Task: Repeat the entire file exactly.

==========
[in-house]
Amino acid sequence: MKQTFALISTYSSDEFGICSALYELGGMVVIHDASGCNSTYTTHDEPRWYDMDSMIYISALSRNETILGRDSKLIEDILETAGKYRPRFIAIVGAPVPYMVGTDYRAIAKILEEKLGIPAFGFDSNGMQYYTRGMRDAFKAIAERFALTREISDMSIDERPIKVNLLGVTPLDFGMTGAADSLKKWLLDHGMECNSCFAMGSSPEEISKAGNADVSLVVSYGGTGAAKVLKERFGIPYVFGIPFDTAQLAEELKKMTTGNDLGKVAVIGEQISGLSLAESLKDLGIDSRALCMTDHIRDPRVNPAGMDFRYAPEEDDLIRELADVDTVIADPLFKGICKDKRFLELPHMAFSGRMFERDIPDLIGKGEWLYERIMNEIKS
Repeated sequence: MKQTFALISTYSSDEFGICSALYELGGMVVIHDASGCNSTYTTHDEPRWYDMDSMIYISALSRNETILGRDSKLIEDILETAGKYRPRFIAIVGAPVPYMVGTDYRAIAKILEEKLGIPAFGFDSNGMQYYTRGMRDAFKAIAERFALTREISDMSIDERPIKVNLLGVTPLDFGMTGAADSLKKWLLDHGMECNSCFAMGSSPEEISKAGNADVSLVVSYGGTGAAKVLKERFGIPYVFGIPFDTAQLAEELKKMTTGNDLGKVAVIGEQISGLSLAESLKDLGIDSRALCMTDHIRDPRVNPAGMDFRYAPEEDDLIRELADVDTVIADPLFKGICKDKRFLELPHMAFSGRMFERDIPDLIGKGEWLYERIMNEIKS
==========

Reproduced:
[in-house]
Amino acid sequence: MKQTFALISTYSSDEFGICSALYELGGMVVIHDASGCNSTYTTHDEPRWYDMDSMIYISALSRNETILGRDSKLIEDILETAGKYRPRFIAIVGAPVPYMVGTDYRAIAKILEEKLGIPAFGFDSNGMQYYTRGMRDAFKAIAERFALTREISDMSIDERPIKVNLLGVTPLDFGMTGAADSLKKWLLDHGMECNSCFAMGSSPEEISKAGNADVSLVVSYGGTGAAKVLKERFGIPYVFGIPFDTAQLAEELKKMTTGNDLGKVAVIGEQISGLSLAESLKDLGIDSRALCMTDHIRDPRVNPAGMDFRYAPEEDDLIRELADVDTVIADPLFKGICKDKRFLELPHMAFSGRMFERDIPDLIGKGEWLYERIMNEIKS
Repeated sequence: MKQTFALISTYSSDEFGICSALYELGGMVVIHDASGCNSTYTTHDEPRWYDMDSMIYISALSRNETILGRDSKLIEDILETAGKYRPRFIAIVGAPVPYMVGTDYRAIAKILEEKLGIPAFGFDSNGMQYYTRGMRDAFKAIAERFALTREISDMSIDERPIKVNLLGVTPLDFGMTGAADSLKKWLLDHGMECNSCFAMGSSPEEISKAGNADVSLVVSYGGTGAAKVLKERFGIPYVFGIPFDTAQLAEELKKMTTGNDLGKVAVIGEQISGLSLAESLKDLGIDSRALCMTDHIRDPRVNPAGMDFRYAPEEDDLIRELADVDTVIADPLFKGICKDKRFLELPHMAFSGRMFERDIPDLIGKGEWLYERIMNEIKS